HS: Let’s step back a bit from the fish count and talk about Vembanad; why was ATREE interested in Vembanad in the first place?
PDR: I would put it differently: it was really the interest or passion of individuals for the conservation of these backwaters which ATREE encouraged and facilitated. SD Shibulal, who was then the Chief Operating Officer (later CEO) of Infosys, hails from the village of Muhamma in Alapuzzha district, on the banks of Vembanad. He made an offer to ATREE: if ATREE is ready to do something for the conservation of Vembanad backwaters he will provide the funding. I was born and brought up near the backwaters and my neighbourhood—the Ashtamudi backwaters—had a major influence in shaping me as an ecologist and conservationist. My early conservation years, when I was in UG and PG, were all linked to these backwaters. When an opportunity to do something for the conservation of the backwaters came up, I was not in a position to back out. My colleagues Seema Purushothaman and MC Kiran, who also hail from Kerala and shared my interest, also joined the team. We did a reconnaissance survey in 2006 and started the programme in 2007.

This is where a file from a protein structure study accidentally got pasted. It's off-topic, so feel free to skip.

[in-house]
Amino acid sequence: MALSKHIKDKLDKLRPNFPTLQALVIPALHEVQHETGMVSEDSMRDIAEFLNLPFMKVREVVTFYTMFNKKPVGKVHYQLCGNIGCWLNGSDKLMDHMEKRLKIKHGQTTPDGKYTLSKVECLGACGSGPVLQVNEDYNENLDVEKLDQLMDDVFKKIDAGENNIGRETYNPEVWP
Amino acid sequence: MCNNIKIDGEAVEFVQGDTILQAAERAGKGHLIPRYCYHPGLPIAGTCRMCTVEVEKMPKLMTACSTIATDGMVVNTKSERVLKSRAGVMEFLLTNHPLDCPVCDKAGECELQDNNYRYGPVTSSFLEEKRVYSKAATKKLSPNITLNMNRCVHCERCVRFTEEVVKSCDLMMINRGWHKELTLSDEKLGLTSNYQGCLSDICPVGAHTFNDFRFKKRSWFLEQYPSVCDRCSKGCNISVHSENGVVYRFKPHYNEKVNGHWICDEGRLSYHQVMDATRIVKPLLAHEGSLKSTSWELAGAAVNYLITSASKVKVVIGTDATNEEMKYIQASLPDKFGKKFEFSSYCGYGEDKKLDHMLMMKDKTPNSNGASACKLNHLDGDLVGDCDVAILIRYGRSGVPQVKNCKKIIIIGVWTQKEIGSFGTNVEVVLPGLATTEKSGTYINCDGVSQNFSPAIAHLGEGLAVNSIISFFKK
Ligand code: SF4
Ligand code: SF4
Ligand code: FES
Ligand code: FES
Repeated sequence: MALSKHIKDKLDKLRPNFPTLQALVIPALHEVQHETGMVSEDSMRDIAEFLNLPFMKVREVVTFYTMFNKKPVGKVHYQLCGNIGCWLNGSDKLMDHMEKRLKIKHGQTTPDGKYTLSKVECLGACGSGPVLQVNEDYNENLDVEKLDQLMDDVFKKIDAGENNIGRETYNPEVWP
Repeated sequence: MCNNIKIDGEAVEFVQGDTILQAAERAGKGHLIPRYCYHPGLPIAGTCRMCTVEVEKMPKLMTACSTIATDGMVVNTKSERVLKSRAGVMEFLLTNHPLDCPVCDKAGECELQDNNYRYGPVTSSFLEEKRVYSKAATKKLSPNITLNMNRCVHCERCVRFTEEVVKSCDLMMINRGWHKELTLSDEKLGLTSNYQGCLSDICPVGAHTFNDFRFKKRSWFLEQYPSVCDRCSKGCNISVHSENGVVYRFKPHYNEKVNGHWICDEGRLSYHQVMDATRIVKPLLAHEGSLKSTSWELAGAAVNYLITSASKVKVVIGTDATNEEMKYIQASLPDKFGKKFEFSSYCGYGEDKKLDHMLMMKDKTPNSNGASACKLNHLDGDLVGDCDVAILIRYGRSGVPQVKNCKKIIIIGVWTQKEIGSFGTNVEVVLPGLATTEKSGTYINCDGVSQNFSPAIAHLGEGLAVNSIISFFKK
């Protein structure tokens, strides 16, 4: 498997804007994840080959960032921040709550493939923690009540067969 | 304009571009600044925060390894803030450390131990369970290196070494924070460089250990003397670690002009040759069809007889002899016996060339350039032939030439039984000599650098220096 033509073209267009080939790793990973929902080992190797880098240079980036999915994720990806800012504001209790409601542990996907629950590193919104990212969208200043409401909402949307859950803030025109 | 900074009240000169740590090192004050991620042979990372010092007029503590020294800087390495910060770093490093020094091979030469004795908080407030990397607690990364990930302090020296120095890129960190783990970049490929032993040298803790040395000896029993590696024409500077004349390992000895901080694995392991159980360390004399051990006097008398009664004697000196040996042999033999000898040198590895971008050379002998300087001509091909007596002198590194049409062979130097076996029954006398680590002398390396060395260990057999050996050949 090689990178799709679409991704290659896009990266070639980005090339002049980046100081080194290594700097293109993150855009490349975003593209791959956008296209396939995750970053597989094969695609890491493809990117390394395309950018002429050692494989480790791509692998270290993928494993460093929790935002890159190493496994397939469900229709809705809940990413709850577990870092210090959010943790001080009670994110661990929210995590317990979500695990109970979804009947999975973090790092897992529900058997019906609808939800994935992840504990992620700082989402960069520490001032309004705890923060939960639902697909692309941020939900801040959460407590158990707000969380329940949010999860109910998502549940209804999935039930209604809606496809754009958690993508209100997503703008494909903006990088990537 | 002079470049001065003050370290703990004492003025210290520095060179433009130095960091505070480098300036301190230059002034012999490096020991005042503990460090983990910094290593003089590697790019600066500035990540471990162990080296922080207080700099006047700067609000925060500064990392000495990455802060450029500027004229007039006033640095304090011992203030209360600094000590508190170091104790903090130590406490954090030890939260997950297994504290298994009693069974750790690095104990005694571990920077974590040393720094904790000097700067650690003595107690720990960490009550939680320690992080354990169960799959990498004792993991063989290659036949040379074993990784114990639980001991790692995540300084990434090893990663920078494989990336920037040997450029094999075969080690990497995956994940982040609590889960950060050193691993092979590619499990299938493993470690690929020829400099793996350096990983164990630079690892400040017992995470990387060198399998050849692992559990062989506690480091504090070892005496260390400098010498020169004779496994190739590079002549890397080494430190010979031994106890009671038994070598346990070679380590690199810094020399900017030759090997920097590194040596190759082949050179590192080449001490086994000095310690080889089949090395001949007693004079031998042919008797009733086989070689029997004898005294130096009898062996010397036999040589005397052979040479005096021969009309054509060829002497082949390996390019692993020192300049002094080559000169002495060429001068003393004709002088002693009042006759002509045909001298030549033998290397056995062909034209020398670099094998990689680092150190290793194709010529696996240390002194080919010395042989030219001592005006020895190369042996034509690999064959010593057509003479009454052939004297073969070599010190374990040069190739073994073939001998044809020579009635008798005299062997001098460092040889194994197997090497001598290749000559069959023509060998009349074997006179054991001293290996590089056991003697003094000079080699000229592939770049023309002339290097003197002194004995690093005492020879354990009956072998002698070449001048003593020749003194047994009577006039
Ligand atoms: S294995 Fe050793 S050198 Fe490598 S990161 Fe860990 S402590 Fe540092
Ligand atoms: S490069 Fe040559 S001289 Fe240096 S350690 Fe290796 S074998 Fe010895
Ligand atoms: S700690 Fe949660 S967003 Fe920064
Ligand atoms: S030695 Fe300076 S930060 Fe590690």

HS: Tell us a little more about Vembanad. Why was there a need for a conservation intervention in Vembanad? 
PDR: I think that Vembanad is more important than even the Himalayan glaciers. It is so unique. It may be the only place on earth where cultivation happens below mean sea level and thousands of people live a semi-submerged existence for part of the year. It supports a highly productive agricultural system – Kuttanad, the ‘rice bowl of Kerala’— spread over 1,100km2 in a reclaimed portion of the lake. If you consider the livelihood support provided by Vembanad, it is next only to that provided by the Arabian Sea. Most of these livelihoods, be it fishing, farming, coir industry, clams, duck farming or more recently tourism, all depend on the water and the quality of water in the lake.